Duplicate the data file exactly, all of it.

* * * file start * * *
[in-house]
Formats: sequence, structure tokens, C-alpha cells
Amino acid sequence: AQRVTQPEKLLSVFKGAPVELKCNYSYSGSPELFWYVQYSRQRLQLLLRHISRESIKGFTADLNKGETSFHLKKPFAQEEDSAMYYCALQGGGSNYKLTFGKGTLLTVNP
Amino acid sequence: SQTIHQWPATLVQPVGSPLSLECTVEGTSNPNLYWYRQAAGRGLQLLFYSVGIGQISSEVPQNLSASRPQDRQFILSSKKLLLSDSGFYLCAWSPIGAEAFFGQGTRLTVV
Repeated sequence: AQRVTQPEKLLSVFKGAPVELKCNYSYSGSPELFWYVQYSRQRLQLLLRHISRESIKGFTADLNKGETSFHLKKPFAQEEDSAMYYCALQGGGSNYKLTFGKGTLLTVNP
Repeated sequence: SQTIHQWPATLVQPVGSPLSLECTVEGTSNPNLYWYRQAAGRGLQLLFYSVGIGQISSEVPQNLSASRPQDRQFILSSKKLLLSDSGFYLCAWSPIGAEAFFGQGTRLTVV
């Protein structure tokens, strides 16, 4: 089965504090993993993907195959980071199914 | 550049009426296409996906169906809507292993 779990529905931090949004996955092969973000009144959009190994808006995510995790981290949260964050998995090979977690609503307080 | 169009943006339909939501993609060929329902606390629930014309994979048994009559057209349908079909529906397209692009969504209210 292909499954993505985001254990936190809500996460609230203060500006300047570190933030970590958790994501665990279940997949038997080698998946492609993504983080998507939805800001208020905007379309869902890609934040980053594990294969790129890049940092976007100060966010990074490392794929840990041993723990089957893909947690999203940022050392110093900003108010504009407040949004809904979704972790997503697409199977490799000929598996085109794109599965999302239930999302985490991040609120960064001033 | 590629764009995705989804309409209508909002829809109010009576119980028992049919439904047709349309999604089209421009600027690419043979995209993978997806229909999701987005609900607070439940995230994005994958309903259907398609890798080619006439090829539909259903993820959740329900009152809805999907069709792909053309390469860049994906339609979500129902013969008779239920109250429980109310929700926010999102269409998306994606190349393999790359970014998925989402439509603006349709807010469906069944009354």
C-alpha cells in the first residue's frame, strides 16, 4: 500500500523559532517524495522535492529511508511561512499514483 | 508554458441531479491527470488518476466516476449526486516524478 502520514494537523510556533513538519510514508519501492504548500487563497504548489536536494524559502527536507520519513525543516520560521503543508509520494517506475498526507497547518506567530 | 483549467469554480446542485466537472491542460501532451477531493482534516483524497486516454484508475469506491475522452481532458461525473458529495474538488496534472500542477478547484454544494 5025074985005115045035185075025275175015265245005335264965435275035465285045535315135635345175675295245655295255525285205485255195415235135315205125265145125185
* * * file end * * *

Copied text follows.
[in-house]
Formats: sequence, structure tokens, C-alpha cells
Amino acid sequence: AQRVTQPEKLLSVFKGAPVELKCNYSYSGSPELFWYVQYSRQRLQLLLRHISRESIKGFTADLNKGETSFHLKKPFAQEEDSAMYYCALQGGGSNYKLTFGKGTLLTVNP
Amino acid sequence: SQTIHQWPATLVQPVGSPLSLECTVEGTSNPNLYWYRQAAGRGLQLLFYSVGIGQISSEVPQNLSASRPQDRQFILSSKKLLLSDSGFYLCAWSPIGAEAFFGQGTRLTVV
Repeated sequence: AQRVTQPEKLLSVFKGAPVELKCNYSYSGSPELFWYVQYSRQRLQLLLRHISRESIKGFTADLNKGETSFHLKKPFAQEEDSAMYYCALQGGGSNYKLTFGKGTLLTVNP
Repeated sequence: SQTIHQWPATLVQPVGSPLSLECTVEGTSNPNLYWYRQAAGRGLQLLFYSVGIGQISSEVPQNLSASRPQDRQFILSSKKLLLSDSGFYLCAWSPIGAEAFFGQGTRLTVV
């Protein structure tokens, strides 16, 4: 089965504090993993993907195959980071199914 | 550049009426296409996906169906809507292993 779990529905931090949004996955092969973000009144959009190994808006995510995790981290949260964050998995090979977690609503307080 | 169009943006339909939501993609060929329902606390629930014309994979048994009559057209349908079909529906397209692009969504209210 292909499954993505985001254990936190809500996460609230203060500006300047570190933030970590958790994501665990279940997949038997080698998946492609993504983080998507939805800001208020905007379309869902890609934040980053594990294969790129890049940092976007100060966010990074490392794929840990041993723990089957893909947690999203940022050392110093900003108010504009407040949004809904979704972790997503697409199977490799000929598996085109794109599965999302239930999302985490991040609120960064001033 | 590629764009995705989804309409209508909002829809109010009576119980028992049919439904047709349309999604089209421009600027690419043979995209993978997806229909999701987005609900607070439940995230994005994958309903259907398609890798080619006439090829539909259903993820959740329900009152809805999907069709792909053309390469860049994906339609979500129902013969008779239920109250429980109310929700926010999102269409998306994606190349393999790359970014998925989402439509603006349709807010469906069944009354």
C-alpha cells in the first residue's frame, strides 16, 4: 500500500523559532517524495522535492529511508511561512499514483 | 508554458441531479491527470488518476466516476449526486516524478 502520514494537523510556533513538519510514508519501492504548500487563497504548489536536494524559502527536507520519513525543516520560521503543508509520494517506475498526507497547518506567530 | 483549467469554480446542485466537472491542460501532451477531493482534516483524497486516454484508475469506491475522452481532458461525473458529495474538488496534472500542477478547484454544494 5025074985005115045035185075025275175015265245005335264965435275035465285045535315135635345175675295245655295255525285205485255195415235135315205125265145125185